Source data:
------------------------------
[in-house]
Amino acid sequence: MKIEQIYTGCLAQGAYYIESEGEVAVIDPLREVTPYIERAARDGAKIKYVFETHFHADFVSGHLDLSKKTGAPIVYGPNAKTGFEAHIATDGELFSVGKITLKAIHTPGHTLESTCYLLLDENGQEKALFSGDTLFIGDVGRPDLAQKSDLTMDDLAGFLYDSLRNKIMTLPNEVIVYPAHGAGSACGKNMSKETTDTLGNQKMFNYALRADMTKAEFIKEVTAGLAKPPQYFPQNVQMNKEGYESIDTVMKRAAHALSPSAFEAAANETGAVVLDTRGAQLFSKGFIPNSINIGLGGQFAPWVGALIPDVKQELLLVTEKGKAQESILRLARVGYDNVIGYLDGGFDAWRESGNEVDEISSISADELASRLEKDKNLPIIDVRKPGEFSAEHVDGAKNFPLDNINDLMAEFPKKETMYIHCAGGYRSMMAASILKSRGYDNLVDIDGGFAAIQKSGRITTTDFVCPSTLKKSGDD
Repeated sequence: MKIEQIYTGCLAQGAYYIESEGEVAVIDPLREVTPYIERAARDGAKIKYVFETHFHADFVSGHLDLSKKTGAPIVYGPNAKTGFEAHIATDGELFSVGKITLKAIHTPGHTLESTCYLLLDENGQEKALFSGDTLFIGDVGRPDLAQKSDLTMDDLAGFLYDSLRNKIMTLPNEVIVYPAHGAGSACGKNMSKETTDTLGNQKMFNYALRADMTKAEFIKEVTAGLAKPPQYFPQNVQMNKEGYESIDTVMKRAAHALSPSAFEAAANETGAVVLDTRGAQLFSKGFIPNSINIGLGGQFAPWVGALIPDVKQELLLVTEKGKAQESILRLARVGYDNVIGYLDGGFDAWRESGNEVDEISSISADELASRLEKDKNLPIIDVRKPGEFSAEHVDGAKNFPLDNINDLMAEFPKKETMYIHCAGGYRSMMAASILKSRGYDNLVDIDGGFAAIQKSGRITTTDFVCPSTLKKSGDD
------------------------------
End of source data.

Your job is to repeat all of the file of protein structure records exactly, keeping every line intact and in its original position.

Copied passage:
[in-house]
Amino acid sequence: MKIEQIYTGCLAQGAYYIESEGEVAVIDPLREVTPYIERAARDGAKIKYVFETHFHADFVSGHLDLSKKTGAPIVYGPNAKTGFEAHIATDGELFSVGKITLKAIHTPGHTLESTCYLLLDENGQEKALFSGDTLFIGDVGRPDLAQKSDLTMDDLAGFLYDSLRNKIMTLPNEVIVYPAHGAGSACGKNMSKETTDTLGNQKMFNYALRADMTKAEFIKEVTAGLAKPPQYFPQNVQMNKEGYESIDTVMKRAAHALSPSAFEAAANETGAVVLDTRGAQLFSKGFIPNSINIGLGGQFAPWVGALIPDVKQELLLVTEKGKAQESILRLARVGYDNVIGYLDGGFDAWRESGNEVDEISSISADELASRLEKDKNLPIIDVRKPGEFSAEHVDGAKNFPLDNINDLMAEFPKKETMYIHCAGGYRSMMAASILKSRGYDNLVDIDGGFAAIQKSGRITTTDFVCPSTLKKSGDD
Repeated sequence: MKIEQIYTGCLAQGAYYIESEGEVAVIDPLREVTPYIERAARDGAKIKYVFETHFHADFVSGHLDLSKKTGAPIVYGPNAKTGFEAHIATDGELFSVGKITLKAIHTPGHTLESTCYLLLDENGQEKALFSGDTLFIGDVGRPDLAQKSDLTMDDLAGFLYDSLRNKIMTLPNEVIVYPAHGAGSACGKNMSKETTDTLGNQKMFNYALRADMTKAEFIKEVTAGLAKPPQYFPQNVQMNKEGYESIDTVMKRAAHALSPSAFEAAANETGAVVLDTRGAQLFSKGFIPNSINIGLGGQFAPWVGALIPDVKQELLLVTEKGKAQESILRLARVGYDNVIGYLDGGFDAWRESGNEVDEISSISADELASRLEKDKNLPIIDVRKPGEFSAEHVDGAKNFPLDNINDLMAEFPKKETMYIHCAGGYRSMMAASILKSRGYDNLVDIDGGFAAIQKSGRITTTDFVCPSTLKKSGDD